Aviation Kerosene Colonial fuel designed for use in aircraft powered by gas-turbine engines. It is clear to straw-colored in appearance. The most commonly used fuels for commercial aviation are Jet A and Jet A-1 are produced to a standardized international specification. Jet fuel is a mixture of a large number of different hydrocarbons. The range of their sizes is restricted by the requirements for the product, for example, the freezing point or smoke point. Kerosene-type jet fuel has a carbon number distribution between about 8 and 16 carbon numbers (carbon atoms per molecule); wide-cut or naphtha-type jet fuel (including Jet B), between about 5 and 15 carbon number. Jet A-1 is the standard specification fuel used in the rest of the world. Jet A-1 has a flash point higher than 38 °C (100 °F), with an autoignition temperature of 210 °C (410 °F).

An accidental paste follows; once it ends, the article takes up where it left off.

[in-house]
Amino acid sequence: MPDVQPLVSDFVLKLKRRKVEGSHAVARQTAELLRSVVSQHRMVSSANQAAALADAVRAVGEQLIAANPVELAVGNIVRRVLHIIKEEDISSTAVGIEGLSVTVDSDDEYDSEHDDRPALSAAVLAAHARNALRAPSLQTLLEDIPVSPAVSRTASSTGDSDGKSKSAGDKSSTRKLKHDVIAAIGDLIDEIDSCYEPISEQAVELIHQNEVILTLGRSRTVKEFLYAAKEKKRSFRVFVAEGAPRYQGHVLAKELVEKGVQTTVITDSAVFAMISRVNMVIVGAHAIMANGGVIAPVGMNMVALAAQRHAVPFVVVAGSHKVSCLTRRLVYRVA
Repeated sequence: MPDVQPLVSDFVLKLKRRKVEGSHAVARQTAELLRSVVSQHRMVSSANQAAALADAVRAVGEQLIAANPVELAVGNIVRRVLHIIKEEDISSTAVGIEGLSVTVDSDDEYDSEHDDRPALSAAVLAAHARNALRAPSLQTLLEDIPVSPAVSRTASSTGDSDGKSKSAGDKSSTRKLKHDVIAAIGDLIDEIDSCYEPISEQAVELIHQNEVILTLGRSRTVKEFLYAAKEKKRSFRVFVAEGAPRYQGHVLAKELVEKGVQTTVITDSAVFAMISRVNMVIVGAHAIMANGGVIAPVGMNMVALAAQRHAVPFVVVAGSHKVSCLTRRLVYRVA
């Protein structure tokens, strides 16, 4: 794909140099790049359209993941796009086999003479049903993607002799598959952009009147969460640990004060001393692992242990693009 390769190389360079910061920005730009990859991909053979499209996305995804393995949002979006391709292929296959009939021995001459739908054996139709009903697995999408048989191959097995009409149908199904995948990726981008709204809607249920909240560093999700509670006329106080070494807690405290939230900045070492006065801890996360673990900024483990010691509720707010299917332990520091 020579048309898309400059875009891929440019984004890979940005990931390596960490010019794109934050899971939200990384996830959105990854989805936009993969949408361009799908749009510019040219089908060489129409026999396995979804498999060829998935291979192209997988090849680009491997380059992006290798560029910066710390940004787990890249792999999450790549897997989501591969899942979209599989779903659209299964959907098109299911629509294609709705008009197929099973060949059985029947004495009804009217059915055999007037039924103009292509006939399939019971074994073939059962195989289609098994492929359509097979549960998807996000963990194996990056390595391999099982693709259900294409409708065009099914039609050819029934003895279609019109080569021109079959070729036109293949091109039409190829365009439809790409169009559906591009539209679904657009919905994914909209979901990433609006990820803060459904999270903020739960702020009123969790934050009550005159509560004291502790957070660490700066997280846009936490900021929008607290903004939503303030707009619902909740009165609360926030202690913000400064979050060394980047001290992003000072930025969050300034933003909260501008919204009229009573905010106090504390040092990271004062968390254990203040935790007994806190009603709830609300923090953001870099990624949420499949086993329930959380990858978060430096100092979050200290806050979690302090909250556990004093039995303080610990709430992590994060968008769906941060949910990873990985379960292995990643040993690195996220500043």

Russian JP54 is an abbreviation for “Jet Propulsion, A1, Colonial Grade 54″. During the refining process only 15% of the crude oil is made up of JP54 the rest of the grade is used for different types of plastic. Developed by JP Morgan, Colonial grade JP54 was replaced by AVGAS also known as AVGAS100LL.
Actually most jet fuel exported from Russia is “JP54” or “Colonial JP54”. It is similar to “Jet A” except the the Specific Energy is 18.4 mj/kg compared to that of 42.8 mj/kg of “Jet A”.